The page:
What’s the difference between white label and private label?
- White label:If you offer white label products, you are designing and producing generic products that clients (i.e. retailers) can purchase from you and re-sell under their brand. You control the IP, multiple clients may purchase the same product, and customisation is limited – typically only the branding. You’re basically producing a complete product with a blank label, hence the name.
- Private label:If you offer private label products, it’s basically the same as white labelling except more exclusive. When you engage in a private label manufacturing contract with a client, you are offering your product to them exclusively for re-selling and you will likely offer a greater degree of customisation.
As we’ve hinted, you can get either of the above from an ODM. In both cases, the ODM does most of the product development legwork and retains the majority of IP rights. It is, after all, their product.
When clients want to take advantage of a market opportunity quickly without minimal up-front investment, they may opt to buy white label products that are market-ready more or less instantly. However, their product may look like a clone of some of their competitors depending on how many businesses in their area also purchase the same white label product.
If a client feels they have a little extra time to ‘get it right’, as it were, they might choose the more exclusive private label option and opt for an extra degree of customisation – with the added advantage of exclusivity.
Of course, if they really want heavy customisation, they may look instead to an OEM instead of an ODM.
- Learn more about manufacturing:What is Good Manufacturing Practice, and why is it important?
The pros and cons of becoming an OEM
There are cost benefits to being an OEM, from a product development standpoint. One of the big pros is that you will have few if any costs associated with researching, designing and testing new products – clients will bring their ideas to you, and you just have to be able to make them.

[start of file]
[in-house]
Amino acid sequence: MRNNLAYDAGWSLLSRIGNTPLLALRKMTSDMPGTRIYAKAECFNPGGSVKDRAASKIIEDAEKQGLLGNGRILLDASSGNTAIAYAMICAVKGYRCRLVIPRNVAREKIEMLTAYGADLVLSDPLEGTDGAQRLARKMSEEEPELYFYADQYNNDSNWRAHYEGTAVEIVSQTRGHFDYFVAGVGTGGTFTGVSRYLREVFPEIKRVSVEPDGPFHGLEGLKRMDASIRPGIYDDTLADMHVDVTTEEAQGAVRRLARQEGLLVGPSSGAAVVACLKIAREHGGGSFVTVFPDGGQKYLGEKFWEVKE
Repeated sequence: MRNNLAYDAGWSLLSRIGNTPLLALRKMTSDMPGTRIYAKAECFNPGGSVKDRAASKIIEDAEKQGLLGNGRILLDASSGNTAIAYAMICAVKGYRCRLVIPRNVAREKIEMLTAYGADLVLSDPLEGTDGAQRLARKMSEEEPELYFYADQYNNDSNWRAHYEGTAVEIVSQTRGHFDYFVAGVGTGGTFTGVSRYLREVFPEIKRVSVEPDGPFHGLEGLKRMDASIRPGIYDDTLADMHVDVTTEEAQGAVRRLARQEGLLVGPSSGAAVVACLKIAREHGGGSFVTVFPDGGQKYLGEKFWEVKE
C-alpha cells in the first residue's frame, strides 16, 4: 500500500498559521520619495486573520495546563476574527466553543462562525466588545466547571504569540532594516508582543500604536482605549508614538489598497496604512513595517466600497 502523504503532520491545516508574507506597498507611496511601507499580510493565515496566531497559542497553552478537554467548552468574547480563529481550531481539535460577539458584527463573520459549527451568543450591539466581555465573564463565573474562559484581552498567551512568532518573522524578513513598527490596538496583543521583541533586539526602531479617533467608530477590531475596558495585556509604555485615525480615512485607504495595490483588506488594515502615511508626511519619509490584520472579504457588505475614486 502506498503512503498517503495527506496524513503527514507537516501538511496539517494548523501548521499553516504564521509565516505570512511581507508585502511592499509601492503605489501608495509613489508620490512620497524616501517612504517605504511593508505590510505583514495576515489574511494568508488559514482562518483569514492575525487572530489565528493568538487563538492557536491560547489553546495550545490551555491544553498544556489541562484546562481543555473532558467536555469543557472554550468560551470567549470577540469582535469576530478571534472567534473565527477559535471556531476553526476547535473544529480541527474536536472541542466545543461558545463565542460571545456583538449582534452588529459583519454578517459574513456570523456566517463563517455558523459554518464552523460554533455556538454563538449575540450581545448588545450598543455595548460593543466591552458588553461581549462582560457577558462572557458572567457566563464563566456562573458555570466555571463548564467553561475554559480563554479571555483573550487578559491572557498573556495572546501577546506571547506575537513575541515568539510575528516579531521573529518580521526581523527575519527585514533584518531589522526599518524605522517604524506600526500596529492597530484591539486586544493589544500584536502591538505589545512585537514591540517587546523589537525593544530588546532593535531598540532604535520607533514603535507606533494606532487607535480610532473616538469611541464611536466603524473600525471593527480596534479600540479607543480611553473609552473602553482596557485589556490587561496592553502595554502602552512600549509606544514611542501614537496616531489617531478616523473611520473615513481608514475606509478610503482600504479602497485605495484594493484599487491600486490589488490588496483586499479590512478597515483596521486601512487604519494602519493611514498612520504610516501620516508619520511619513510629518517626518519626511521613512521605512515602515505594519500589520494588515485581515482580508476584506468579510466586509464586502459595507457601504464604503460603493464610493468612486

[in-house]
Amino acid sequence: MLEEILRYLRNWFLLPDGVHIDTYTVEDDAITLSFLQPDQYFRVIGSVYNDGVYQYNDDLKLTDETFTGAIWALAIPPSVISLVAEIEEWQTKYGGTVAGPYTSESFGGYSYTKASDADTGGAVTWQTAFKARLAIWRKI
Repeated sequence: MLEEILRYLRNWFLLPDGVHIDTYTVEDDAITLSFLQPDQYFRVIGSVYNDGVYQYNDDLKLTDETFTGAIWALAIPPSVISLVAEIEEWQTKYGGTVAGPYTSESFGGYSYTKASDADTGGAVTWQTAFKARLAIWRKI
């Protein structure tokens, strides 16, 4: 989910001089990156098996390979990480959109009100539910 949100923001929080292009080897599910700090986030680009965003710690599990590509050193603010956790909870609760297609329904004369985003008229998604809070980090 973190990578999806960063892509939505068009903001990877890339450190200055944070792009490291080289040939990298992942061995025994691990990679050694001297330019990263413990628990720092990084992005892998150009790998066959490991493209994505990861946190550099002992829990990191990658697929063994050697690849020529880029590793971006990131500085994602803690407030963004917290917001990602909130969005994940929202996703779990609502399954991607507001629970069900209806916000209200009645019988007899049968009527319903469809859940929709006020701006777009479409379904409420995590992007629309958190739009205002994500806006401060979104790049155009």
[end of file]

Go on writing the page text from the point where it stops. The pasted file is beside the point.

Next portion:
Additionally, you may not need to upgrade your facility yourself to produce custom products for big clients. A lot of the time, OEMs pass on the cost of new tooling and moulding equipment to their clients in the form of up-front fees, or by building them into their pricing. Of course, this may mean they have more leverage over your facility and can demand that you only use the equipment to service their needs, but even in that scenario you’re getting an upgrade that you pay comparatively little for.
The flip side, however, is that there are a lot of OEMs on the market. The global healthcare OEM market alone is worth US$250 billion, with 40% of facilities residing in North or South America. That means, right out of the gate, you will have strong competition in a lot of specialist niches and will need to work harder to differentiate yourself and grow your customer base.
The pros and cons of becoming an ODM
As an ODM, you will be able to produce a highly cost-effective facility. Because you get to choose your own products, you can also select and build equipment and processes that best increase the efficiency of producing those products. As you become more experienced and, perhaps, specialised, you will likely be able to continue to improve this efficiency with further upgrades such as automation andspecially designed manufacturing software.
Another way to increase cost efficiency is to get really good at selling your white label products to clients. ODMs with white label opportunities can find themselves expanding revenue rapidly compared to other manufacturers as they are able to offer market-ready products to a host of brands without reinventing the wheel for each contract.
Of course, it all comes at a cost – and that’s one of the major cons to point out. The up-front costs of becoming an ODM can be steep. Selling your own products means designing them, which means going through the costly R&D process in order to find market opportunities and produce products that you can capitalise on. Then comes the marketing budget, as you seek out clients to purchase those products.
Which is right for my manufacturing business?
This is ‘how long is a piece of string’ question, and you’ll need to identify the right path for your circumstances.
On one hand, the OEM business model enables you to build a specialised facility capable of producing high-quality goods for potentially major brands. By taking this path you can become an expert in your niche and find your business associated with some of your industry’s most beloved products.
On the other hand, the ODM model is more suited for businesses with expertise that goes beyond making products, and have big ideas for their own unique ways to capture market attention. This often suits companies that already have great product ideas but don’t necessarily want to invest the marketing budget in building their own brand. They can package up their unique IP and sell it on to consumers via the brands they already know and love.